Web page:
The Formula of Concord, Article X, does indeed describe a case for confession in the midst of persecution by the state. It seems that the confessors had in mind a rather limited scope. The struggles of the church over against the state in German lands and in particular with the Nazi regime brought about the expansion of a questionable concept to include a protest against the state for political and ethical reasons, rather than, strictly speaking, theological reasons. Bonhoeffer had in mind a corporate confession of protest. Karl Barth morphed Bonhoeffer’s corporate protest into an individual protest. Barth altered the direction by putting the church in a position to dictate to the state in accord with Reformed theology. The churches of the Synodical Conference completely removed the left-hand kingdom from the equation, instead applying the term to an intra-church conflict. This last application is perhaps further a field from what the Formula of Concord described than even Karl Barth’s version.

In light of the foregoing, a status confessionis protest against a church body does not seem to be a tenable option to those who take the Lutheran Confessions seriously. A better way is that of Dr. Luther and countless other saints who gave a good and faithful confession in the place and situation the Lord called them to do so. The faithful confession was made until it could not be tolerated by those who opposed the truth any longer. This is the key. How does one know when a church body is unreformable? A church body is unreformable when the true confession is no longer tolerated. By this, we do not mean to indicate merely a lapse in the practice of the true confession, but the snuffing out of the voice of the true confession. As long as the Gospel is confessed in truth and purity, there is the opportunity to hear the Gospel’s call. When the true confession is silenced definitively and permanently from a place either by force or by the power of the sword, that is, by the abuse of the left-hand kingdom, or through institutional and ecclesiastical measures, then there is no hope of reform.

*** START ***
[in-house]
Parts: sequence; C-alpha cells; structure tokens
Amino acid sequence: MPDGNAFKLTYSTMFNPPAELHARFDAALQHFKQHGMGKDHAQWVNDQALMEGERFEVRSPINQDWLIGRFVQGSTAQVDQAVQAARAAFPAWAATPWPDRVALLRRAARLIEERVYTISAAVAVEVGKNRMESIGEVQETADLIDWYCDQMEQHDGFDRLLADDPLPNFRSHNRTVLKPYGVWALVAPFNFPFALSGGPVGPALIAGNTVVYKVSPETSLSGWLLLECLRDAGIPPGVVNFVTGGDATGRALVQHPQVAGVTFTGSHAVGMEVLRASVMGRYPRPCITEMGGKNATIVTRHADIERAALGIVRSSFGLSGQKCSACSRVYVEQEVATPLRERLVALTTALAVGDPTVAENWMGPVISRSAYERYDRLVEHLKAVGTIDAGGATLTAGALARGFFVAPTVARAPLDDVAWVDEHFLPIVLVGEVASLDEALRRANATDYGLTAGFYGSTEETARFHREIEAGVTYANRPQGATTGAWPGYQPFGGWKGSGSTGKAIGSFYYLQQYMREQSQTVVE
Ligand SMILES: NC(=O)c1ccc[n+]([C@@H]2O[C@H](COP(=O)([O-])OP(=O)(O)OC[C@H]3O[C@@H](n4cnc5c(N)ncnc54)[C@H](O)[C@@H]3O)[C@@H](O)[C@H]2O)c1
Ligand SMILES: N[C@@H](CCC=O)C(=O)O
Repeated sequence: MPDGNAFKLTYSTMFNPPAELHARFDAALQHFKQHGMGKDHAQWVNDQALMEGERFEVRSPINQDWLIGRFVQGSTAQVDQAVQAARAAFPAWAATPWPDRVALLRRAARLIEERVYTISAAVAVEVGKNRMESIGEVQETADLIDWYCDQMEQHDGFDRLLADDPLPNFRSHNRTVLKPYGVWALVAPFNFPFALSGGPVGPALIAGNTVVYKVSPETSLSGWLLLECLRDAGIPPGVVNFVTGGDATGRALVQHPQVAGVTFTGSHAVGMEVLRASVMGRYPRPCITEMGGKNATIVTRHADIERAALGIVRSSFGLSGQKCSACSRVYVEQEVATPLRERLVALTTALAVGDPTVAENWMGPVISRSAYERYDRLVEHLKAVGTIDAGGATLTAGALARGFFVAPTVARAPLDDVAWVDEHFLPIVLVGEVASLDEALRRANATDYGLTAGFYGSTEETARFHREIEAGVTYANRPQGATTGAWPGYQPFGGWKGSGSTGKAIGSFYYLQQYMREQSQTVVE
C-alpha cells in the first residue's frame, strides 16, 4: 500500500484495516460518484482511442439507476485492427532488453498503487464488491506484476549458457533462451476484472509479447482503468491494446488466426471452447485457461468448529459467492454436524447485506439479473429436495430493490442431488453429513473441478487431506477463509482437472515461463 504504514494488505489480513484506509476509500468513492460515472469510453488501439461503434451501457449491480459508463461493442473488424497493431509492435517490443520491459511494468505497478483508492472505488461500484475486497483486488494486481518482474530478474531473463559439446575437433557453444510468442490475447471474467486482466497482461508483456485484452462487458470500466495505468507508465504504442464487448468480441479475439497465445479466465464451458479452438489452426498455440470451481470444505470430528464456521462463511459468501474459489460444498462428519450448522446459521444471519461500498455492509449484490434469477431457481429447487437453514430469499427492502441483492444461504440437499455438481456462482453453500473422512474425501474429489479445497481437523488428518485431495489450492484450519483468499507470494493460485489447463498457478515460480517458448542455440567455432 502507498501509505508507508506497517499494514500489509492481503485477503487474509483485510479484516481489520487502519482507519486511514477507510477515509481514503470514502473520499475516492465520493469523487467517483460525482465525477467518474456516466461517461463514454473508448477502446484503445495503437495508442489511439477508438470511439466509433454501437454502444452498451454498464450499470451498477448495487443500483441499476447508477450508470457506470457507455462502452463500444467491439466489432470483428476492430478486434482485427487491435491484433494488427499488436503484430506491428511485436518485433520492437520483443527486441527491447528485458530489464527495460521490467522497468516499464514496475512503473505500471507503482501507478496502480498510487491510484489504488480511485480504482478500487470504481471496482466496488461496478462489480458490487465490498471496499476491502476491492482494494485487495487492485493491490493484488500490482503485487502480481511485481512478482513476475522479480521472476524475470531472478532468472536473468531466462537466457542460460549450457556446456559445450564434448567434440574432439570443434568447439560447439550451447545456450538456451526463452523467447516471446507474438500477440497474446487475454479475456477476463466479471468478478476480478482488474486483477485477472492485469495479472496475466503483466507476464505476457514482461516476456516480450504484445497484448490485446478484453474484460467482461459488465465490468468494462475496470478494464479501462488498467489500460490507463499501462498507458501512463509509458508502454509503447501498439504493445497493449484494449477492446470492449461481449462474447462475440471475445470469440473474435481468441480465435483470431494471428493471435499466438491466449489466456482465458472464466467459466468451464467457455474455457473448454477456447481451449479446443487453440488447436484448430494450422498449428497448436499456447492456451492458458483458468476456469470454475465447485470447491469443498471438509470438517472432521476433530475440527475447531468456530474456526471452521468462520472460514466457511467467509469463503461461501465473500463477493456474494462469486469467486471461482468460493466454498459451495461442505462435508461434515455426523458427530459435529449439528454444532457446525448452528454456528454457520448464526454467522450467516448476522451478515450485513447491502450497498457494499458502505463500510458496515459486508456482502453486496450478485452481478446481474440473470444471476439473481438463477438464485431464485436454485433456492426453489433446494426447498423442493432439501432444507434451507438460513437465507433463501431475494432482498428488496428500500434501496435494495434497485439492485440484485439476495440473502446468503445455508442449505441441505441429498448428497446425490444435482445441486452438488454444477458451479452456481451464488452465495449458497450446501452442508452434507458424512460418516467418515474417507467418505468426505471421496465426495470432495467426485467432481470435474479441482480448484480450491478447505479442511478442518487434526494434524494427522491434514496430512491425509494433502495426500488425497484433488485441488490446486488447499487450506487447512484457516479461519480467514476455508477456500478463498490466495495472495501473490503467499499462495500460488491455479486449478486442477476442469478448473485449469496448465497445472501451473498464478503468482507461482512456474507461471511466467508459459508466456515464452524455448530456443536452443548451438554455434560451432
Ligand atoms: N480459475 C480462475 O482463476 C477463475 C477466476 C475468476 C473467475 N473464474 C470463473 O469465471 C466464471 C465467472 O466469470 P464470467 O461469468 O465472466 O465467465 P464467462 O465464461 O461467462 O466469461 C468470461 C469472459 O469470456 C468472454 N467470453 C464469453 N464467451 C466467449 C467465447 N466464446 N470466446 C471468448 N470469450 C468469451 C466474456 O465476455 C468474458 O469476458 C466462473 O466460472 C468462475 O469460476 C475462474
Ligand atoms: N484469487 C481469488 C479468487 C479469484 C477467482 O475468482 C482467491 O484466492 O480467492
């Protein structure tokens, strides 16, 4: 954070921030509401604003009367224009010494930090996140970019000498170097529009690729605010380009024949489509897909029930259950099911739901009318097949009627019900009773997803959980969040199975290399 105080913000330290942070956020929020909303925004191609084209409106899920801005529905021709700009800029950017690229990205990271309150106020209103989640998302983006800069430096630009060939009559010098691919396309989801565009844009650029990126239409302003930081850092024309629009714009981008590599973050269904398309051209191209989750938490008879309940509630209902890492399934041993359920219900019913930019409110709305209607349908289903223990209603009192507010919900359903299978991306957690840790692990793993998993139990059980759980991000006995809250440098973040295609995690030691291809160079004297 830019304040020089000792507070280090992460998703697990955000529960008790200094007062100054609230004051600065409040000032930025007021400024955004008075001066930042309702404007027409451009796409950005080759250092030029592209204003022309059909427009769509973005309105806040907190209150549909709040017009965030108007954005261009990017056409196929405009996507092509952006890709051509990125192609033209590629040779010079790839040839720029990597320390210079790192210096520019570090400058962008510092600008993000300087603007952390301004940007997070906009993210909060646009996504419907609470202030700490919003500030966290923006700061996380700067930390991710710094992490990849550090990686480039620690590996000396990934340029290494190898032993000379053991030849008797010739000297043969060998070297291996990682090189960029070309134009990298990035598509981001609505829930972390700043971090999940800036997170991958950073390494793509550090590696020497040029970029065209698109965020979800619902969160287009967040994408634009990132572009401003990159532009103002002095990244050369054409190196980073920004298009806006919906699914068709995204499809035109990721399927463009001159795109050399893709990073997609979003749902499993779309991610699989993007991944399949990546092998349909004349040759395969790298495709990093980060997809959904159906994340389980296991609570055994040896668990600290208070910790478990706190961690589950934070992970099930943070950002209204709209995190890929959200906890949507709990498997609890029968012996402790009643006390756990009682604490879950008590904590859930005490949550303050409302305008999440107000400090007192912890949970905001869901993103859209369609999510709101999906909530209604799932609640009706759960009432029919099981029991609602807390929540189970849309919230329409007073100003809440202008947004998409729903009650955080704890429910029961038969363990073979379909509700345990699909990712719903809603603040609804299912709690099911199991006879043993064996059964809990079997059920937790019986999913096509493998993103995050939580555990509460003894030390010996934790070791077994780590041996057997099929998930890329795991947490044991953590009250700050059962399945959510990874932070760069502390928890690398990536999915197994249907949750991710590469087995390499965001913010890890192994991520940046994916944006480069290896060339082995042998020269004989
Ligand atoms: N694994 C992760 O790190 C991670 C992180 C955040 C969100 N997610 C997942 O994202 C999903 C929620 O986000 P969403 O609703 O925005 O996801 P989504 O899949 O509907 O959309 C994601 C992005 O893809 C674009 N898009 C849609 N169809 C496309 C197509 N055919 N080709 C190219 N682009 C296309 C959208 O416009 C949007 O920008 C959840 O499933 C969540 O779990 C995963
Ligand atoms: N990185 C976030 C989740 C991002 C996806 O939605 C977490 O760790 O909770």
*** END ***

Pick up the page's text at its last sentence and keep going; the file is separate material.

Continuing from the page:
Tuesday, November 4, 2008

Not a Critical Event

In March of this year Pastor Bryan Wolfmueller posted these comments on his Wittenberg Trail blog. I've been carrying his list of not-critical events in my head ever since, waiting for the day when I would repost them, and that day is today. Rejoice with me, with Pastor Wolfmueller, and with all the Saints past and present in these not-critical events:
It has been synodically mandated and convention approved that, being Ablaze!(r), we are all supposed to be critical-eventing. I, on the other hand, have had a blessed year full of not-critical events.